, Volume 16, Issue 5, pp 339-347
Date: 15 Aug 2012

Iontophoresis-Based Transdermal Delivery Systems

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Abstract

Transdermal iontophoresis is the administration of ionic therapeutic agents through the skin by the application of a low-level electric current. This article presents an overview of transdermal iontophoretic delivery of drugs, including peptides and oligonucleotides. Recent advances in the area of iontophoretic delivery, including devices, hydrogel formulations, safety, clinical relevance and future prospects, are discussed. Electroporation, another method of electrically assisted drug delivery, is also briefly reviewed.

Transdermal iontophoresis appears to be a promising technique for the delivery of a variety of compounds in a controlled and preprogrammed manner. Transdermal iontophoresis would be particularly useful in the delivery of hydrophilic drugs produced by biotechnology (peptides and oligonucleotides). However, because of the complex physicochemical properties of peptides, many factors must be carefully considered for the proper design of an iontophoretic drug delivery system for peptides. Iontophoresis has been successfully used in the delivery of small peptides, such as leuprolide and calcitonin analogues, in humans. However, it appears that transdermal iontophoresis may not be a suitable method for the systemic delivery of larger peptides (>7000D). The combined use of iontophoresis and electroporation may be more effective in the delivery of peptides, proteins, genes and oligonucleotides.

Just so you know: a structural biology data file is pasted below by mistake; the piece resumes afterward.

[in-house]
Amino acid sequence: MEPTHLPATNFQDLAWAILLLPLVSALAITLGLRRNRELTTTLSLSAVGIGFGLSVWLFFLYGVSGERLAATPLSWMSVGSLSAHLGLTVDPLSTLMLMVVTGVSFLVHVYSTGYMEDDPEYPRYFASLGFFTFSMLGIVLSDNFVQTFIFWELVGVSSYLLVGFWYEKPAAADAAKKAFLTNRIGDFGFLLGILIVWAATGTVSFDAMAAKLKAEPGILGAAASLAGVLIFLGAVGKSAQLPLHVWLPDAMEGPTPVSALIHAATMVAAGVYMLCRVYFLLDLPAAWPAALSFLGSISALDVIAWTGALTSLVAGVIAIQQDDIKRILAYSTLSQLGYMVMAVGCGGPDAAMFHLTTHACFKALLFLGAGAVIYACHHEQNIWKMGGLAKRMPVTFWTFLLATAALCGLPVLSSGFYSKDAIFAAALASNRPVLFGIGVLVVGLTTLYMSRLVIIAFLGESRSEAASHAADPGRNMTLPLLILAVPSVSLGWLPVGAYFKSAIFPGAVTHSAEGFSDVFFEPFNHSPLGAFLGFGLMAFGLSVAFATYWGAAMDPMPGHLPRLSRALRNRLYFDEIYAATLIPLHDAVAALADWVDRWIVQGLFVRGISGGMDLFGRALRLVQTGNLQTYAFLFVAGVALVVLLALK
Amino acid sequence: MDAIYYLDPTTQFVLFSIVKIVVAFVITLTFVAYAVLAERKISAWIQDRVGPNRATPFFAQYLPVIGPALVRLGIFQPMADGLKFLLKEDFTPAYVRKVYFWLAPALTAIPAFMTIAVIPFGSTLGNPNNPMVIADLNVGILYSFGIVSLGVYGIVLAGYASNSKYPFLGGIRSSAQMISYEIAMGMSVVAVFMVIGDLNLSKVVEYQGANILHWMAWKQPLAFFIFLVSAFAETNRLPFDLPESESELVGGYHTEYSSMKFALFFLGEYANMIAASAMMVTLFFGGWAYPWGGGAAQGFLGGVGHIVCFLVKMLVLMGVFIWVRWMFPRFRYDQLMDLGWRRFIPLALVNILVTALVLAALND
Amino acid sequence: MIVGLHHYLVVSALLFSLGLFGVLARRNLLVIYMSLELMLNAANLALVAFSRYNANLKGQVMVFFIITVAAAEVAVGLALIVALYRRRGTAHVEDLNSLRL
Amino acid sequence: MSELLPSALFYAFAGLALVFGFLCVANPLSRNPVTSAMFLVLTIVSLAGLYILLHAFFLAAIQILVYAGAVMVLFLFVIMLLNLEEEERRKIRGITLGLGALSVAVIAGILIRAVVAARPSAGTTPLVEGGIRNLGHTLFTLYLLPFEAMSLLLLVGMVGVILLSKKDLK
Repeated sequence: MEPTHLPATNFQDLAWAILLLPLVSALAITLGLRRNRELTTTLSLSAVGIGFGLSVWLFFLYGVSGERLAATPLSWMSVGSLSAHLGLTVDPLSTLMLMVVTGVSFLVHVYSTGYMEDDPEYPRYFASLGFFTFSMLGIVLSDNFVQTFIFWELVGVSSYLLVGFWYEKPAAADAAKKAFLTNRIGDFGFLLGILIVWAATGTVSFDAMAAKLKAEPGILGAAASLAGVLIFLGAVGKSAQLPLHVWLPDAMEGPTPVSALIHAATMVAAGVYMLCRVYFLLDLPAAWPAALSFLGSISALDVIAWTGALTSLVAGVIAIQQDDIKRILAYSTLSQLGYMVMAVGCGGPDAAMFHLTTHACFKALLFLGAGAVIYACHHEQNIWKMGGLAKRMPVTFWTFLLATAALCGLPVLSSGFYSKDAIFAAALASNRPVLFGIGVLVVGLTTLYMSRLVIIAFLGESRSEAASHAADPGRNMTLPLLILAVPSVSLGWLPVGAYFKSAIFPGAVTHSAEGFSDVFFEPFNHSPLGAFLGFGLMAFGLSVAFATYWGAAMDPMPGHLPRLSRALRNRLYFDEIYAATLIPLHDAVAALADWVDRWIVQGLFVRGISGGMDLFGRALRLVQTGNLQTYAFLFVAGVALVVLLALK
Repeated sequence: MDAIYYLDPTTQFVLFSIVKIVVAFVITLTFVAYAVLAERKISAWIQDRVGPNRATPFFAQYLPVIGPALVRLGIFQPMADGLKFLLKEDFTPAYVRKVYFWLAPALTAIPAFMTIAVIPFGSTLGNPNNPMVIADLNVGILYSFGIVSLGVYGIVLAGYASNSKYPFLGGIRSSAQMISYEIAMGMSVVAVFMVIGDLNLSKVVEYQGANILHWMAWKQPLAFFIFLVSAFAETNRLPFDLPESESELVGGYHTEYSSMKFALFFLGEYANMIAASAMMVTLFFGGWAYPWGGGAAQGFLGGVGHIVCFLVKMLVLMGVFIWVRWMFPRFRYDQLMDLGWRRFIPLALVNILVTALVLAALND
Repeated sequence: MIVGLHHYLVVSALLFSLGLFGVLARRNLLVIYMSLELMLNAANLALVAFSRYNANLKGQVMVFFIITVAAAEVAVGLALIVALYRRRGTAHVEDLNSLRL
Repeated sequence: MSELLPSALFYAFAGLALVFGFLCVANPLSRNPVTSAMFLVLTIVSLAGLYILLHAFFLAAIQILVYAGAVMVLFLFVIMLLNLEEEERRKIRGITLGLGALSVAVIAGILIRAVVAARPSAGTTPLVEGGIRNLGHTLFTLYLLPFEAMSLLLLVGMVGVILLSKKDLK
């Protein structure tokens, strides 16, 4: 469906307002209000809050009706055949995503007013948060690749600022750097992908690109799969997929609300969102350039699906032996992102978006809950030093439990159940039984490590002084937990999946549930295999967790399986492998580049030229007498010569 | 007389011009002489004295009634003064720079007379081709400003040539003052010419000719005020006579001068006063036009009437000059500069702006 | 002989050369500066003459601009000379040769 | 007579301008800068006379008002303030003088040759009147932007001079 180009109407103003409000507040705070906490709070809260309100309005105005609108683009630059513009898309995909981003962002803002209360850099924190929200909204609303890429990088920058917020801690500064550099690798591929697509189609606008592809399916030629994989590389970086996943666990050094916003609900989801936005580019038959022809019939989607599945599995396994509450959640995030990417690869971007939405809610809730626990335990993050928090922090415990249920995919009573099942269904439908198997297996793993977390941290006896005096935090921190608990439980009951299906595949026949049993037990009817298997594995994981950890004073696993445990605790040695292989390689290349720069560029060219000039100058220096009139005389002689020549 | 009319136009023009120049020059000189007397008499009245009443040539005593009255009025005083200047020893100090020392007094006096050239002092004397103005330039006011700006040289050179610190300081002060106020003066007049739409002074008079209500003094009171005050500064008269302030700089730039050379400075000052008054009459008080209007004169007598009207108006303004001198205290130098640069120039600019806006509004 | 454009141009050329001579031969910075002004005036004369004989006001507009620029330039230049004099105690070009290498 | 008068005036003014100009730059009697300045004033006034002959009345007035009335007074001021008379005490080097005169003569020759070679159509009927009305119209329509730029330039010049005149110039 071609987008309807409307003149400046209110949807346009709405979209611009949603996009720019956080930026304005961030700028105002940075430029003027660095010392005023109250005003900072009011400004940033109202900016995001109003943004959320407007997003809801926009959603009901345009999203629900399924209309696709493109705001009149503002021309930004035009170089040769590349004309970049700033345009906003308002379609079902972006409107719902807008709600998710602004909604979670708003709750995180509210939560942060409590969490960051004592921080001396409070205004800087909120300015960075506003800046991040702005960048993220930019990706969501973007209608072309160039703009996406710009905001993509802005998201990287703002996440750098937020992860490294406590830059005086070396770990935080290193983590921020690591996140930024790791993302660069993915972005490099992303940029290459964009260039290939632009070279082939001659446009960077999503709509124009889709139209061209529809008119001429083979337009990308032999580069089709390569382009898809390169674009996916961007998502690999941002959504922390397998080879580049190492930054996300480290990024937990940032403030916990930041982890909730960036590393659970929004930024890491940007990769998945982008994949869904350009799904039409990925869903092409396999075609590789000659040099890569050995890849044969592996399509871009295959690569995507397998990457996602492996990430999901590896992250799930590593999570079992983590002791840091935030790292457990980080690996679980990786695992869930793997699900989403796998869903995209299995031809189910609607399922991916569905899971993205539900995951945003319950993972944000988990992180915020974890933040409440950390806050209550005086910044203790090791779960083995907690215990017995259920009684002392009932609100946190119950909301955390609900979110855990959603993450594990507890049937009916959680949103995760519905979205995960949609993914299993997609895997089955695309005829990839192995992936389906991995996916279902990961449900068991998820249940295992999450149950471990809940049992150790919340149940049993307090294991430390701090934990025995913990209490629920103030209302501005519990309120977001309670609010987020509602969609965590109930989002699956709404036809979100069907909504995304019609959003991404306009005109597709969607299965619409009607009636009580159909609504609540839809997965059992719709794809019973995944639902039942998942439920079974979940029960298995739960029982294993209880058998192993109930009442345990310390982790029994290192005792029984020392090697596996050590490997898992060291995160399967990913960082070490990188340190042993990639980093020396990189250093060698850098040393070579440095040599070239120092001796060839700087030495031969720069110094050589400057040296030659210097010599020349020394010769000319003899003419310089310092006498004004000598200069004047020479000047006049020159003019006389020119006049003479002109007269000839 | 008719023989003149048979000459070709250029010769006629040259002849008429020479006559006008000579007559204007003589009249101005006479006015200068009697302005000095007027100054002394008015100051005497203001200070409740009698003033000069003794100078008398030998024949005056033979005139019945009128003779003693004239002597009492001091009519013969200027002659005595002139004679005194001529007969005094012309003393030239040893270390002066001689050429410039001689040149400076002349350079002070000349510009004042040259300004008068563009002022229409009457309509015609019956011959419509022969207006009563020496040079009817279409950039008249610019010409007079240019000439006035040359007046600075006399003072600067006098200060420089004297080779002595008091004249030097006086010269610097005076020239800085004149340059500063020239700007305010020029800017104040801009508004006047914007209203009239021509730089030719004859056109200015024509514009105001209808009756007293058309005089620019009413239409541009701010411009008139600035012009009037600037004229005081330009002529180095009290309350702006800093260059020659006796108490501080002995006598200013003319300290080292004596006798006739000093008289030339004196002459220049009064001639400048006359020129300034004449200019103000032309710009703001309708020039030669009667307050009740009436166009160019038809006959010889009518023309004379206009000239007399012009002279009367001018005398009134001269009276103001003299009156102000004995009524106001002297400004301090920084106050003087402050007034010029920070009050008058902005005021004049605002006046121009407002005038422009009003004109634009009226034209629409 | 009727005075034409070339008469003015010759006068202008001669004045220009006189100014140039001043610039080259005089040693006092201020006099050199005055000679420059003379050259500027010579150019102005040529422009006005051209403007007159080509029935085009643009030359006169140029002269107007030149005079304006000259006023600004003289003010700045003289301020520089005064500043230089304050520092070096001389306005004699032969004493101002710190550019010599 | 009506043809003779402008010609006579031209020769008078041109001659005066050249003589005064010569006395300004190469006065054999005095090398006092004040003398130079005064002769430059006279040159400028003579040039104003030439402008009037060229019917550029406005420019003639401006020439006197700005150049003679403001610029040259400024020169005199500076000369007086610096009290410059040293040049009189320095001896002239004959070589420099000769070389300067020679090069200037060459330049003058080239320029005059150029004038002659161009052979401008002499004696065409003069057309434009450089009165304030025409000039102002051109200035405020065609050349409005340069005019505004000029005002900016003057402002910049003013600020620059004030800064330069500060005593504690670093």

The long-term safety of iontophoresis, patient compliance with the technique and the commercial success of this technology are yet to be demonstrated. Iontophoretic delivery of drugs would be beneficial in the treatment of certain skin disorders such as skin cancer, psoriasis, dermatitis, venous ulcers, keloid and hypertrophic scars. Investigations on reverse iontophoresis may yield interesting results that would be useful in the noninvasive measurement of clinically important molecules in the body.